Mechanisms of soil carbon storage during tropical reforestation.
Marin-Spiotta, Erika*,1, Silver, Whendee1, Ostertag, Rebecca2, Swanston, Christopher3, Torn, Margaret4, Burton, Sarah5, 1 U.C. Berkeley, Berkeley, CA2 U. of Hawaii, Hilo, HI3 Lawrence Livermore National Laboratory, Livermore, CA4 Lawrence Berkeley National Laboratory, Berkeley, CA5 Pacific Northwest National Laboratory, Richland, WA
ABSTRACT- Land-use change can affect soil C storage by affecting the quantity and quality of inputs as well as the controls on soil C turnover. Our research examines mechanisms of soil C storage during forest regrowth in Puerto Rico. Using a long-term successional chronosequence, we sampled replicate pastures, primary forests, and forests regrowing on pastures abandoned 10, 20, 30, 60 and 80 years ago. An increase in aboveground biomass with secondary succession was not reflected belowground. The loss of pasture-derived C4-C was compensated by a gain in new forest C3-C, resulting in no net change in soil C content up to 1 m with land-use and land-cover change. The turnover times of C4-C increased with soil depth, from 60 years in the top 10 cm to three times that in the 50-60 cm depth. While changes in bulk soil C stock were undetectable, we found differences in the C content of soil fractions. We used a density fractionation scheme to separate soil C into: a free light fraction (LF), an occluded LF after the physical disruption of soil aggregates, and a mineral-associated, heavy fraction (HF). Forested sites had a greater proportion of their C pool in free LF than did pastures. We analyzed 13C-NMR spectra of free LF and occluded LF. The two differed significantly from plant litter precursors in the O-alkyl, aromatic and carboxylic regions. The signal of the alkyl region (representing non-polar compounds derived from plant waxes and other lipids) tended to increase in intensity from fresh plant litter, to free LF to occluded LF. While free and occluded LFs did not differ greatly chemically, radiocarbon concentration analyses suggest turnover rates of these fractions are significantly affected by physical location in the soil matrix. The occluded LF is older than C in the free LF, and has similar 14C concentrations to the mineral-associated HF. These results indicate that physical aggregation plays an important role in the protection of near surface soil C at our sites.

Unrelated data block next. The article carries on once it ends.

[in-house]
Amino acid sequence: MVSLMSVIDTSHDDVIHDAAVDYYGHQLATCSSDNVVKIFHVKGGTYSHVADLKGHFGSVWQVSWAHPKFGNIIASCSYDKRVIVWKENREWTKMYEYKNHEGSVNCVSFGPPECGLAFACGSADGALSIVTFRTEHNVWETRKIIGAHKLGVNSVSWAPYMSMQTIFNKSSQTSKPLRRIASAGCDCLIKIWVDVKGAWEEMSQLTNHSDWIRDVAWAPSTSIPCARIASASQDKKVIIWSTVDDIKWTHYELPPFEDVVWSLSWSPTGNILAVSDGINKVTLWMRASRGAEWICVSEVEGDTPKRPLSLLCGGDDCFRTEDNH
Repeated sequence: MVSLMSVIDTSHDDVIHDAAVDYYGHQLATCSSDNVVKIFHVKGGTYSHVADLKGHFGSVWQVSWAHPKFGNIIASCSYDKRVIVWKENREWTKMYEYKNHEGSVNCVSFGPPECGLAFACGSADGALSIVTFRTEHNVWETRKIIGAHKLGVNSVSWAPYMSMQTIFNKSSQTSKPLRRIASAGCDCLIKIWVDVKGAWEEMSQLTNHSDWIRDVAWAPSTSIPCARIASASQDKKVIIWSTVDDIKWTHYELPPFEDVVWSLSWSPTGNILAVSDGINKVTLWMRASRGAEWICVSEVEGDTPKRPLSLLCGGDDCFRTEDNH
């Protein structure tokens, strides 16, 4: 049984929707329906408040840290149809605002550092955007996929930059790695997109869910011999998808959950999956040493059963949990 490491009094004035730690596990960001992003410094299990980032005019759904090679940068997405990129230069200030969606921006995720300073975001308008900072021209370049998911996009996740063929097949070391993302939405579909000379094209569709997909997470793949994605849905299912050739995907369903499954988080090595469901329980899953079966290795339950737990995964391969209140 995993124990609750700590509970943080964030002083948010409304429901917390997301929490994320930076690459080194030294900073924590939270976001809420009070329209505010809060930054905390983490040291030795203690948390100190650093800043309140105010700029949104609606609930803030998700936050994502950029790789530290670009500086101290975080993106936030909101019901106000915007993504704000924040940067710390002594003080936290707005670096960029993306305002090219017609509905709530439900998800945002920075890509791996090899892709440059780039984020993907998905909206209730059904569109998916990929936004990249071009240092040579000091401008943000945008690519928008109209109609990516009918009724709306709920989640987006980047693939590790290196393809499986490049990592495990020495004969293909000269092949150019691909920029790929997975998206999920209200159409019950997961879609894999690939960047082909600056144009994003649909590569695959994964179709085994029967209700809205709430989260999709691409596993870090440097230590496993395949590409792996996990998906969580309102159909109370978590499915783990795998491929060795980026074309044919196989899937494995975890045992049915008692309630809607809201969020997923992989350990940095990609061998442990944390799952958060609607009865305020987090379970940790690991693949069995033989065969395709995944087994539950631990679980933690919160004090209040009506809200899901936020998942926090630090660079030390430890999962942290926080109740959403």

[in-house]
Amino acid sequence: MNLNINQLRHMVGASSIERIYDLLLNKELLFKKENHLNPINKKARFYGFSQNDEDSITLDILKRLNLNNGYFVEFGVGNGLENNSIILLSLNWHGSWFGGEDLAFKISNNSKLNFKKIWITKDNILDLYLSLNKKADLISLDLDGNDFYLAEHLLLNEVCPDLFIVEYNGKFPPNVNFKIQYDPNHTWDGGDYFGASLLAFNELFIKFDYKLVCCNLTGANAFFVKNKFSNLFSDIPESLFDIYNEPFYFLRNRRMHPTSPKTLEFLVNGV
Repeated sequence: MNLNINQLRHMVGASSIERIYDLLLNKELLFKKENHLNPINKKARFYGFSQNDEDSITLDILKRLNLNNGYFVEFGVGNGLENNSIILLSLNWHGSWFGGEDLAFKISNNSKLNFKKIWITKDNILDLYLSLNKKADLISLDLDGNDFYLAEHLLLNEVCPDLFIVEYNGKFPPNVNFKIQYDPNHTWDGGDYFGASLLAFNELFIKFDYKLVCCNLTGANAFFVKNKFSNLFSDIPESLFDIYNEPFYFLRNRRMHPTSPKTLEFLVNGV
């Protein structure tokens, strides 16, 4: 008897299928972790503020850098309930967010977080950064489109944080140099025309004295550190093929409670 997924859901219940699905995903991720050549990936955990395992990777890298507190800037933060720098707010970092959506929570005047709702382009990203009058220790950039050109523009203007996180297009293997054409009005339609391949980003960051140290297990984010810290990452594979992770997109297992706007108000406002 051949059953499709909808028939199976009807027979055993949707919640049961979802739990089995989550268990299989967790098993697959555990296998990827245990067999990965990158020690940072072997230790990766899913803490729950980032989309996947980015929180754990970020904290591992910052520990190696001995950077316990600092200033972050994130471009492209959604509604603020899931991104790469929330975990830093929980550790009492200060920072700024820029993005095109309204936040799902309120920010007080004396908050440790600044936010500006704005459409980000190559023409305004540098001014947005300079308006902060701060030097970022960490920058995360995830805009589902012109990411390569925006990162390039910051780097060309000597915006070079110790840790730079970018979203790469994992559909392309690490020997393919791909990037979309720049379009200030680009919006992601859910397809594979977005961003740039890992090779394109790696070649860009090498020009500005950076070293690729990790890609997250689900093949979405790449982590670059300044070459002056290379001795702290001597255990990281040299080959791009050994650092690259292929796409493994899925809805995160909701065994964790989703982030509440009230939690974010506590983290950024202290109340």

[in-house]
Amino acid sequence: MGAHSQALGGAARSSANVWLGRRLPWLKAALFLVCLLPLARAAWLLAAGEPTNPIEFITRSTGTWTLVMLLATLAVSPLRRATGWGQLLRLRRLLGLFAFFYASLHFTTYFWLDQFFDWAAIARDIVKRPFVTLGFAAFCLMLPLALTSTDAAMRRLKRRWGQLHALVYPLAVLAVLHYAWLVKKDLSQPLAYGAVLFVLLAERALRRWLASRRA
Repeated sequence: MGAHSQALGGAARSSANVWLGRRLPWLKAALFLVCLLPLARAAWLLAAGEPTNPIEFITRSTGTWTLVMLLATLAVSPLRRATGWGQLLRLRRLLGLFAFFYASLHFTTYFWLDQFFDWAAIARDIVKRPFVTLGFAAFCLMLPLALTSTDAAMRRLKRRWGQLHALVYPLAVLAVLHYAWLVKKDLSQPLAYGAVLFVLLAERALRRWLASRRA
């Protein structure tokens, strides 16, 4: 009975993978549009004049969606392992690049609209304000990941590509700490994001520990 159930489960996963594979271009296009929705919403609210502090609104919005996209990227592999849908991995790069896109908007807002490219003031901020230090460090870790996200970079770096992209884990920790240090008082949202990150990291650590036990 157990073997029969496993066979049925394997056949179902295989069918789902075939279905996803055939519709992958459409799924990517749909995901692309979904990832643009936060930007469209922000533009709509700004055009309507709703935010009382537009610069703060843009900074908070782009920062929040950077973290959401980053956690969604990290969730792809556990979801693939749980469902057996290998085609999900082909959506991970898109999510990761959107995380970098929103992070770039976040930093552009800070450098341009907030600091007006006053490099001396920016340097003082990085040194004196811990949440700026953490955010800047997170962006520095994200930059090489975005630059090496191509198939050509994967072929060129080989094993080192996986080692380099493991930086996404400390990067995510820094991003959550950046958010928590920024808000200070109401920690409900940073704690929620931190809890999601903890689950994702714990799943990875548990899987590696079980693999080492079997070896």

Key words: soil carbon, turnover, aggregation, reforestation
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